Canada was created by an act of the Parliament of the United Kingdom called the British North America Act (1867) — now known as the Constitution Act (1867) — uniting the British colonies of the United Province of Canada, Nova Scotia, and New Brunswick.
The Constitution of Canada includes the Constitution Act (1867) and the Constitution Act (1982). It is the supreme law of Canada. It reaffirms Canada’s dual legal system and also includes Aboriginal rights and treaty rights.
When Canada was created, it was a self-governing British colony. The British North America Act (1867), codified many constitutional rules for Canada, but major changes to the Constitution could only be made by the United Kingdom Parliament. In 1982, the Charter was enacted as part of Canada’s Constitution along with a set of procedures allowing the Constitution to be amended in Canada.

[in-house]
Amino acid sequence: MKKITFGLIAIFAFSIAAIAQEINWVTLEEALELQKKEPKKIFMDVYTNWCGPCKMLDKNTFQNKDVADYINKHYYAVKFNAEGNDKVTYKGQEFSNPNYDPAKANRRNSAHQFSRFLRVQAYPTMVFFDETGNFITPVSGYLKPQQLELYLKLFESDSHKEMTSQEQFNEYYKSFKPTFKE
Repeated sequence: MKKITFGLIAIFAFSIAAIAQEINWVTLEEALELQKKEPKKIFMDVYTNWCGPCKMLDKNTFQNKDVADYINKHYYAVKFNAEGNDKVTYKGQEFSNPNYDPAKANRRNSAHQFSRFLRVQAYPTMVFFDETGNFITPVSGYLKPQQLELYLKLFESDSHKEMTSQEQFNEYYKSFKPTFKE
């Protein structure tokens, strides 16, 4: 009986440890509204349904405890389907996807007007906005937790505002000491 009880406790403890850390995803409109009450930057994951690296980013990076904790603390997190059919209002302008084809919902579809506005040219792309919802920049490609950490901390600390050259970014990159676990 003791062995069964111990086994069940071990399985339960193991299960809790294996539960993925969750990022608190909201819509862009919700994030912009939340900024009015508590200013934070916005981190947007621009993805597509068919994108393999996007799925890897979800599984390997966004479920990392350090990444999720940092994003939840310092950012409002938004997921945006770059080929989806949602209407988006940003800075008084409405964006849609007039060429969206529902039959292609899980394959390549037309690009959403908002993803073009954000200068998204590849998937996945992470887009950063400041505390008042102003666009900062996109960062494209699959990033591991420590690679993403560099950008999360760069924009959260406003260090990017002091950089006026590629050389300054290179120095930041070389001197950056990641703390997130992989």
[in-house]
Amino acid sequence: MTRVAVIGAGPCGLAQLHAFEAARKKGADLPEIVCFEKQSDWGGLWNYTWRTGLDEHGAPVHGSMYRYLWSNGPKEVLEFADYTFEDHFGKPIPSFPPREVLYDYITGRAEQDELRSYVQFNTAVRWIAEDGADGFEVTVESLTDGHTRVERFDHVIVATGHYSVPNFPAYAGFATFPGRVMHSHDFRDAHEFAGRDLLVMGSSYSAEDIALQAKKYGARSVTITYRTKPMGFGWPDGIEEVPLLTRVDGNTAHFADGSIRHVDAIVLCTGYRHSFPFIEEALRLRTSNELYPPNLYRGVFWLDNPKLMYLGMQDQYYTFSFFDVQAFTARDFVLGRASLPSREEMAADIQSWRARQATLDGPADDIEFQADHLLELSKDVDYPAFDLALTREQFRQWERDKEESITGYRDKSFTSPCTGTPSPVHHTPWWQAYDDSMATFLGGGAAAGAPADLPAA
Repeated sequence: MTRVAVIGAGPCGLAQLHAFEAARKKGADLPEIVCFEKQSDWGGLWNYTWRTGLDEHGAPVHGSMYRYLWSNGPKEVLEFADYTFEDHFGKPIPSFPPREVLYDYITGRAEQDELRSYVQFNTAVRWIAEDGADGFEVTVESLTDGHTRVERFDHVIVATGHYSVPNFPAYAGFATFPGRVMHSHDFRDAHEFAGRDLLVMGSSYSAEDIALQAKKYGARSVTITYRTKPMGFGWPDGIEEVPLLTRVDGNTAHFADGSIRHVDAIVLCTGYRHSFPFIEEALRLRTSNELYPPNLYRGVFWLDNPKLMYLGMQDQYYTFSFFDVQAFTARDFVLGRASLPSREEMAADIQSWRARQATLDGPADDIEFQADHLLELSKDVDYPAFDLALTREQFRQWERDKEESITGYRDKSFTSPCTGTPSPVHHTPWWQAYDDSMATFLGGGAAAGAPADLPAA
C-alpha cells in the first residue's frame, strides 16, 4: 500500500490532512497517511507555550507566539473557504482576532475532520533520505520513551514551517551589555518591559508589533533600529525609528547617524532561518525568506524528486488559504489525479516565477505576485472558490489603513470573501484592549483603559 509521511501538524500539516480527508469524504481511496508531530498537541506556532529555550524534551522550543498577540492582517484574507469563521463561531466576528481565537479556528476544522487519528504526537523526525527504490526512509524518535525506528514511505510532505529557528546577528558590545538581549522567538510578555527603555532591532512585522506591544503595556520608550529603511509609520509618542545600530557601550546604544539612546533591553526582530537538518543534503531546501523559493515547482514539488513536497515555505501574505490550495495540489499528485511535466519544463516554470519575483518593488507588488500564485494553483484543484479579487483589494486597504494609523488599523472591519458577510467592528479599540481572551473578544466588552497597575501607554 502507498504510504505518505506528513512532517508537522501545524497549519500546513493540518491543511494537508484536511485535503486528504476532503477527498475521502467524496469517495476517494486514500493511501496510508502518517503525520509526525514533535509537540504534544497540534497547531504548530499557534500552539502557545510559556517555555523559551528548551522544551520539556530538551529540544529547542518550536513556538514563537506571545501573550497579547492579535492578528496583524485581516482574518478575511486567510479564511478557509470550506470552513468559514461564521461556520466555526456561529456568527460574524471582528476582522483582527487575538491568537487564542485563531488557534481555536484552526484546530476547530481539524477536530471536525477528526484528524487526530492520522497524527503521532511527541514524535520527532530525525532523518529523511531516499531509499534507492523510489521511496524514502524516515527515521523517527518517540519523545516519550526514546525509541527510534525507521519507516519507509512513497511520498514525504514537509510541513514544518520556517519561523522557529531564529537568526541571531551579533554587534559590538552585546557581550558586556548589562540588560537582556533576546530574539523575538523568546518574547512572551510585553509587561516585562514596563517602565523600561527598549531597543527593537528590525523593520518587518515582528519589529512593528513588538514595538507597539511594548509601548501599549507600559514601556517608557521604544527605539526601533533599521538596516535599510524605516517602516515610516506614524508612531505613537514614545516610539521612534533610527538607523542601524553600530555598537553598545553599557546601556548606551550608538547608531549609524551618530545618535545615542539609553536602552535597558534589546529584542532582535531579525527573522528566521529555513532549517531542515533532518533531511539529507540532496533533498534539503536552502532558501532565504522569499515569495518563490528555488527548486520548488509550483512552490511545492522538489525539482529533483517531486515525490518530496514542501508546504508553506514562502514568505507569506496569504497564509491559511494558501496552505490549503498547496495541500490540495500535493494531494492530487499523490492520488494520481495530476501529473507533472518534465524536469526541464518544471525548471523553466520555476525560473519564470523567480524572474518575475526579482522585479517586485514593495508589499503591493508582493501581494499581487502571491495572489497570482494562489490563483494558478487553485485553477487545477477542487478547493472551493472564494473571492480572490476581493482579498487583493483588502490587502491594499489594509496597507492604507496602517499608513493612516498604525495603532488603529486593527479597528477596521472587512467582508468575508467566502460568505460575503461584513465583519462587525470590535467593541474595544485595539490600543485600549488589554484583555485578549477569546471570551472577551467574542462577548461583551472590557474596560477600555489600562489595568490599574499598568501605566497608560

This section contains the texts of the various constitutional enactments, historical documents, academic commentary and other resources for understanding our Constitution.
This content has been updated on 24 January 2017 at 12 h 34 min.